Elon Musk has threatened to back out of his $44 billion ($61 billion) bid to buy Twitter, accusing the company of refusing to give him information about its spam bot and fake accounts.
- Elon Musk’s lawyers tweet a letter saying the company denied ‘Mr. Musk’s requests for data’
- Twitter says it ‘has and will continue to cooperatively share information with Mr. Musk’
- Twitter estimates that less than 5% of accounts are fake, Mr. Musk says more than 20% are
Lawyers for the CEO of Tesla and SpaceX made the threat in a letter to Twitter dated Monday, and Twitter disclosed it in a filing with the United States Securities and Exchange Commission.
The letter said Mr. Musk had repeatedly requested the information since May 9, about a month after his offer to buy the company, so he could assess how many of the company’s 229 million accounts are fake.
Twitter CEO Parag Agrawal said Twitter has always estimated that less than 5% of its accounts are fake. But Mr. Musk disputed that, saying in a May tweet that 20% or more was wrong.
Shares of Twitter Inc fell just under 3% on Monday, likely infuriating Twitter shareholders who filed suit against Mr Musk late last month for deflating the stock price . Twitter shares are down 23% in the past month.
Twitter said in a statement Monday that it “has and will continue to cooperatively share information with Mr. Musk to complete the transaction pursuant to the terms of the merger agreement.”
Mr. Musk agreed to buy Twitter for $54.20 a share in April. A number of Mr Musk’s actions since then, including a public spat with the Twitter CEO over fake accounts – on Twitter – have some pundits wondering if the billionaire wanted to cut the deal, or at least lower his offer.
Mr. Musk’s lawyers said in the letter that Twitter only offered to provide details of the company’s testing methods. But they argued it amounted to “denying Mr. Musk’s requests for data” and was a “material breach” of the merger agreement which gave Mr. Musk the right to rescind the deal if he so chooses. wished.
Mr. Musk wanted the underlying data to do its own verification of what he called Twitter’s lax methodologies.
Twitter’s sale agreement allows Mr Musk to opt out of the deal if there is a “material adverse effect” caused by the company. He defined this as a change that negatively affected Twitter’s business or financial terms.
Twitter has said throughout that it is proceeding with the deal, although it did not expect a shareholder vote on it.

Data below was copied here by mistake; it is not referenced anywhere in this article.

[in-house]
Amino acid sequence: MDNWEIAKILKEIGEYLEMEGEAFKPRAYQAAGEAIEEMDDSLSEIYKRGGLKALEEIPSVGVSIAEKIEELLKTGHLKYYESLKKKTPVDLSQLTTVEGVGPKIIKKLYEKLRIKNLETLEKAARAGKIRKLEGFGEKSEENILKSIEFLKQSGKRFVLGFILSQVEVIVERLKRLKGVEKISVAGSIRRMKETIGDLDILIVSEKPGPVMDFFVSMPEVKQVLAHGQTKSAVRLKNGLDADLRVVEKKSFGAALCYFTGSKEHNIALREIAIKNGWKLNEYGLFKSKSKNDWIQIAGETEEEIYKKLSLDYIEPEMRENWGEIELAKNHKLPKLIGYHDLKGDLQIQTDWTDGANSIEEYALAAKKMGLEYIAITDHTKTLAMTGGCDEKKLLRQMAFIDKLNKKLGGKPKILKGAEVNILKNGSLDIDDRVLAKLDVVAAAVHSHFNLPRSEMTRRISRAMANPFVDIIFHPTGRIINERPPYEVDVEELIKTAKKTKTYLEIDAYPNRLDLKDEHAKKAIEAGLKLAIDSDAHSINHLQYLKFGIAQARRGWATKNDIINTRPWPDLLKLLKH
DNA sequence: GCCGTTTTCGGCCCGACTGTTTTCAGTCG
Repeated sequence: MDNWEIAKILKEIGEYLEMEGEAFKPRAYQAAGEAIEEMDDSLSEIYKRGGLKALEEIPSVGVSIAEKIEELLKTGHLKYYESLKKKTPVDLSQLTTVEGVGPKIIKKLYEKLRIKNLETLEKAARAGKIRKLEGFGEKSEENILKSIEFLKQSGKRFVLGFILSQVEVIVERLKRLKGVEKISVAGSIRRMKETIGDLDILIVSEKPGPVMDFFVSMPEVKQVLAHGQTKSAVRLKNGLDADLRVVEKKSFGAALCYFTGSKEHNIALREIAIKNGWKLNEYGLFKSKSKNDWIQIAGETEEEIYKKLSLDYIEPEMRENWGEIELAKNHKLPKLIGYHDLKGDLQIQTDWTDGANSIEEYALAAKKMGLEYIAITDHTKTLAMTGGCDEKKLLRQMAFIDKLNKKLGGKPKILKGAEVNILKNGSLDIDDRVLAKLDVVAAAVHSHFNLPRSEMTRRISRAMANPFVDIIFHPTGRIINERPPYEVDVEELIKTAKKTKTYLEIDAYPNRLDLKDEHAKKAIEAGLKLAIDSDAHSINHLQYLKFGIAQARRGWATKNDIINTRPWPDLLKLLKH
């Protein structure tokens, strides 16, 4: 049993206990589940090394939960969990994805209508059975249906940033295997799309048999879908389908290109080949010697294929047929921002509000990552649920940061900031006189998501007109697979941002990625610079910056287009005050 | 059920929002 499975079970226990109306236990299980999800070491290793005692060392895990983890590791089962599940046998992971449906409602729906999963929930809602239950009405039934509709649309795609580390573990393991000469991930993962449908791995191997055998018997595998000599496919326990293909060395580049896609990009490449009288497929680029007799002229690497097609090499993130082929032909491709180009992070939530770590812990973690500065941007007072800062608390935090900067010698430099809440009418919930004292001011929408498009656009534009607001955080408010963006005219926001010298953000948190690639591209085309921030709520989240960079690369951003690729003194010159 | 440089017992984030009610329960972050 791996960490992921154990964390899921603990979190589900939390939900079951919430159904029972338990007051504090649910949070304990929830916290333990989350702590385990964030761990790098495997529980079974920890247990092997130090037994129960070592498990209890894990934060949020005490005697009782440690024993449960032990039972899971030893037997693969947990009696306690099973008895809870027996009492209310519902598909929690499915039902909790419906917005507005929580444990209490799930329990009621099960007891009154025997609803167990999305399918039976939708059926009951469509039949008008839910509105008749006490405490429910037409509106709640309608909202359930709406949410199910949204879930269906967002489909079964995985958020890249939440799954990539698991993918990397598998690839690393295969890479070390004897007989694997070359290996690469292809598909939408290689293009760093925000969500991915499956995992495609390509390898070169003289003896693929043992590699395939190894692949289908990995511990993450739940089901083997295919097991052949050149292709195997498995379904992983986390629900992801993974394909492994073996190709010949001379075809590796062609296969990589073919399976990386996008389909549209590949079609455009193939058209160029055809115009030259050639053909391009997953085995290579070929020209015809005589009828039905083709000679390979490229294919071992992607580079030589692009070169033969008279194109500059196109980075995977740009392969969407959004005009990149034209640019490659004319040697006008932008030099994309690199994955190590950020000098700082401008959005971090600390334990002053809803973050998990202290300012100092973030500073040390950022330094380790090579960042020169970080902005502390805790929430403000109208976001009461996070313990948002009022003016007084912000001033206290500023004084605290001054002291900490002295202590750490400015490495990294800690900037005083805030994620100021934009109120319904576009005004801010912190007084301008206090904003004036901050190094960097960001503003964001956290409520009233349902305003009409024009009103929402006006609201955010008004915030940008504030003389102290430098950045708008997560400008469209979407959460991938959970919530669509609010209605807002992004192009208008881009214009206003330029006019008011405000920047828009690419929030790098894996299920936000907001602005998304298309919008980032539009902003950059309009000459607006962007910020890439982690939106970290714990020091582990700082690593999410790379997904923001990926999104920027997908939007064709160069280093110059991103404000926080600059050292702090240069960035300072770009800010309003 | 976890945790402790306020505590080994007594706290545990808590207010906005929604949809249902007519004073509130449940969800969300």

Billion Dollar Breakup Fee
Last month, Mr Musk said he had unilaterally suspended the deal, which experts said he could not do. If he leaves, he could be liable for $1 billion in severance pay.
Mr. Musk’s latest move showed how he’s “looking for a way out of the deal or something that will have leverage for a price renegotiation,” said Boston College law professor Brian Quinn.
But Dr Quinn said he was unlikely to resist in court because he had already waived his ability to seek further due diligence.
“At some point, Twitter’s board will get tired of it and file a lawsuit (asking a judge to force Musk to stick with the deal).”
Twitter has disclosed its bot estimates to the US Securities and Exchange Commission for years, while warning that its estimate may be too low.
“While Twitter is confident in its published spam estimates, Mr. Musk does not understand the company’s reluctance to allow Mr. Musk to independently assess these estimates,” the letter said, adding that he agreed. not to disclose or store the data.
A long-standing fixation
The bot problem is a long-standing fixation for Mr. Musk, one of Twitter’s most active celebrity users, whose name and likeness is often mimicked by fake accounts promoting cryptocurrency scams. change.
Musk seems to think these bots are also a problem for most other Twitter users, as well as advertisers who serve ads on the platform based on how many real people they expect to reach.
The letter signed by Mr Musk’s lawyer, Mike Ringler, reported a row over a June 1 letter from Twitter in which the company said it only had to give information relating to the closing of the sale.
He said Twitter was obligated to provide data for any reasonable business purpose necessary to enter into the agreement.
Twitter must also cooperate with Mr. Musk’s efforts to secure funding for the deal, including providing information “reasonably requested” by Mr. Musk, the letter said.
The letter claimed that Mr. Musk was not required to explain why he was requesting the data or submit to “new conditions that the company attempted to impose” on his right to obtain the figures.
He alleged that Mr. Musk was entitled to data about Twitter’s core business model so he could prepare for the transition to his ownership.
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